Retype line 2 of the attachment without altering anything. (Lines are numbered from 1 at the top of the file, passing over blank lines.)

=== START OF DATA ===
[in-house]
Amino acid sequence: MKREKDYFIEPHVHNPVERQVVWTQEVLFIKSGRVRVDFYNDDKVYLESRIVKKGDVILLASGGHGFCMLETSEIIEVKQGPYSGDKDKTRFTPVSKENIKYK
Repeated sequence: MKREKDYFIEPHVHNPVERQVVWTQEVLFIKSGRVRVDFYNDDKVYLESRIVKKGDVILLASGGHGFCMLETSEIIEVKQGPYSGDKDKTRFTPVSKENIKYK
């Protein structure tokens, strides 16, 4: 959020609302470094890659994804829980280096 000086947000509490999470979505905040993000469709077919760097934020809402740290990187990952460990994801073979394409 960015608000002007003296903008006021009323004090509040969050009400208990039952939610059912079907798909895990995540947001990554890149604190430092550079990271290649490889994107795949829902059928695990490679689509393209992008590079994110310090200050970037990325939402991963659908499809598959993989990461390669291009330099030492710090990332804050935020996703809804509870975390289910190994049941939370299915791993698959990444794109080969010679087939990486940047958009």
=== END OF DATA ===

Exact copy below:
Amino acid sequence: MKREKDYFIEPHVHNPVERQVVWTQEVLFIKSGRVRVDFYNDDKVYLESRIVKKGDVILLASGGHGFCMLETSEIIEVKQGPYSGDKDKTRFTPVSKENIKYK